And in order to overcome the oppressive taboos against sexuality that have prevailed during the vulnerable phase, they will start making quite overt signals that horniness is back in fashion -- just to make sure the awareness is public, giving people permission to stop feeling so negative about the opposite sex. Catcalling will make a major comeback, for one thing.
To the Millennials who don't remember, or to Gen X-ers and Boomers who've forgotten, this isn't the first time this cultural and emotional shift has happened. The first half of the 2000s were incredibly emo and sex-negative, and suddenly that began changing around 2005. The second half of that decade was like a return to the disco era, with no inhibitions about the two sexes getting up close and personal with each other.
Not all Millennials, though, have forgotten that atmosphere circa 2005. Here's the anti-woke Left princess praising catcalling:
I vividly remember the summer when I first started attracting wolf whistles/male attention, I was 16 almost 17, and I found it so flattering. I'm now 30 - it remains flattering and affirming.— Aimee Terese (@aimeeterese) July 24, 2019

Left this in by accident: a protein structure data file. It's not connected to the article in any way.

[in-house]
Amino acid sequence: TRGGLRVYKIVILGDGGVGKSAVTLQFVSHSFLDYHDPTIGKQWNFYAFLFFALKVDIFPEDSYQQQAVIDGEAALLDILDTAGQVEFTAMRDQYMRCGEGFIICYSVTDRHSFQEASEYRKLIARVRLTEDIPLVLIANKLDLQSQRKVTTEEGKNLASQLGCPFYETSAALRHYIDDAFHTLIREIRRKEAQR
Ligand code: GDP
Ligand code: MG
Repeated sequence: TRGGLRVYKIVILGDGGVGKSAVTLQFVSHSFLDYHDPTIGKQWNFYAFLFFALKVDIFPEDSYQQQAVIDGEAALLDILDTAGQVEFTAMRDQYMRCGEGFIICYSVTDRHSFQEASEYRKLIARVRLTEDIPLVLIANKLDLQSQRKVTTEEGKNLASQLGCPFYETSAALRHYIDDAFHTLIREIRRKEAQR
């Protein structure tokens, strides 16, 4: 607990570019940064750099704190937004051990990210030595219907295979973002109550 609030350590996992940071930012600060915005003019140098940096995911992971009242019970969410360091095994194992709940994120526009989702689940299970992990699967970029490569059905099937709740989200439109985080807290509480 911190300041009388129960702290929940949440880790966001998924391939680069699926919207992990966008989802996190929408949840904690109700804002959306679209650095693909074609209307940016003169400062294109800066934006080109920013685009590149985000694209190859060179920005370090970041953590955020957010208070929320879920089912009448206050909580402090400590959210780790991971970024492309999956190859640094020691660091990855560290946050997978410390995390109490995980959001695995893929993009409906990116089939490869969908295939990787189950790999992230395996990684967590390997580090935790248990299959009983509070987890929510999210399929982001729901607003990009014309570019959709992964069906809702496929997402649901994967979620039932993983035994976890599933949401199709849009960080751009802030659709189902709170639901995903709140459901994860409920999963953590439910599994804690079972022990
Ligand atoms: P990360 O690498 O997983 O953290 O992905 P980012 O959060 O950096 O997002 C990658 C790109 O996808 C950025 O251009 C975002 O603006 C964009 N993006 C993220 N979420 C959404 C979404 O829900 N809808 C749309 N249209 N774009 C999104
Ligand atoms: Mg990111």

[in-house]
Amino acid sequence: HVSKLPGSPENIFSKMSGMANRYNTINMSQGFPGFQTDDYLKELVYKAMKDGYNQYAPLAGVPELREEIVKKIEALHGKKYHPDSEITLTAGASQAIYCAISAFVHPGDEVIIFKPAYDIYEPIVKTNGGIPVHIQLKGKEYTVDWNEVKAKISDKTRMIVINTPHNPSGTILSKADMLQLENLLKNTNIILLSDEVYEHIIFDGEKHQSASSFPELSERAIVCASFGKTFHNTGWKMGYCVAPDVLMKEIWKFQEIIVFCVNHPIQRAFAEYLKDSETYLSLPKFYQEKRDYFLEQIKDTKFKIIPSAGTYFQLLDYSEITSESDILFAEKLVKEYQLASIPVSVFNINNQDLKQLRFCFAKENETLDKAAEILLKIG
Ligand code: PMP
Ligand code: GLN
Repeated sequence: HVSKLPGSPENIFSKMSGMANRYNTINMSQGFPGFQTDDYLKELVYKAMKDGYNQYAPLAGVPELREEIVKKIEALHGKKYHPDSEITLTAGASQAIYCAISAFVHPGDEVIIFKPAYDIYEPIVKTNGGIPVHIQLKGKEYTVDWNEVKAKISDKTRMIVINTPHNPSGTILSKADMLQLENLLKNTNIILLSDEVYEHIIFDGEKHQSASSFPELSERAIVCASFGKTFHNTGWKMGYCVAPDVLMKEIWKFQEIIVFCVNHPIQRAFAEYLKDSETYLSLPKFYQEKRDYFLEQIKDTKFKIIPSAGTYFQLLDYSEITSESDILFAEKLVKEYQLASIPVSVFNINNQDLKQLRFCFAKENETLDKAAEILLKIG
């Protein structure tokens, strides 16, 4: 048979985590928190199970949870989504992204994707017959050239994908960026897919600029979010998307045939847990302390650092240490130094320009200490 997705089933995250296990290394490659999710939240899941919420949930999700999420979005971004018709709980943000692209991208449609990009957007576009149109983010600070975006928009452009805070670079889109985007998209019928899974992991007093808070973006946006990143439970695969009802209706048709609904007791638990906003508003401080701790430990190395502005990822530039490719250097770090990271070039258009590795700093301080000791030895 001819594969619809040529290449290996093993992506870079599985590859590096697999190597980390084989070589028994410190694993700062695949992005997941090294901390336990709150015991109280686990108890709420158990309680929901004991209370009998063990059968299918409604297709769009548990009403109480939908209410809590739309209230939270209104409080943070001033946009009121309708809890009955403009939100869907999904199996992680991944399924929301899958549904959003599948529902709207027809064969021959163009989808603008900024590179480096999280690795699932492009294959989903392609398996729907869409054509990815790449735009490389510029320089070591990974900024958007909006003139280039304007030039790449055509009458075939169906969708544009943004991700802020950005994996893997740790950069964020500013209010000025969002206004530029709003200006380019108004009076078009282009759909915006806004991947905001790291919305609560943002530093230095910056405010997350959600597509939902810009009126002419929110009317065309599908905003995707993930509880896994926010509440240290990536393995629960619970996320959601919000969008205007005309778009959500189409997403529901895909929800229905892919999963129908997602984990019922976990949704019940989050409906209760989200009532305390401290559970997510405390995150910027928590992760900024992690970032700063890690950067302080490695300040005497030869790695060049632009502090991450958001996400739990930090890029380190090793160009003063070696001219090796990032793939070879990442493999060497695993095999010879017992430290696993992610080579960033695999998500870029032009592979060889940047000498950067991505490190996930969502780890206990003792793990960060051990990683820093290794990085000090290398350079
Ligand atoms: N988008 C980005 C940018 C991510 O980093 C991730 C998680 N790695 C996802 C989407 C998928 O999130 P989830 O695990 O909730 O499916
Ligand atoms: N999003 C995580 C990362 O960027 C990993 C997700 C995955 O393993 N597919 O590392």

Conflating "male attention" with hostility, threats & danger is an ideological move.
Adding some fashion nostalgia to bring it more to life:
What is wrong with ‘catcalling’?— Aimee Terese (@aimeeterese) July 23, 2018
I was 16 and I was wearing a cami with denim cut offs, and super wavy hair for days. That summer it started happening frequently - and I found it flattering! https://t.co/wqgzVmYN9N
TFW no almost-17 Lebanese big-hair gf...
Reminds me of some other Mediterranean Australians of the five-foot firecracker type, in full 2005 style and sex-positive attitude. Thank God we're almost there again:
The Veronicas just played in the grocery store ("Untouched"), 1st time I've ever heard them in a public place.ReplyDelete
Aimee must've been reading this and sent some good vibes over here.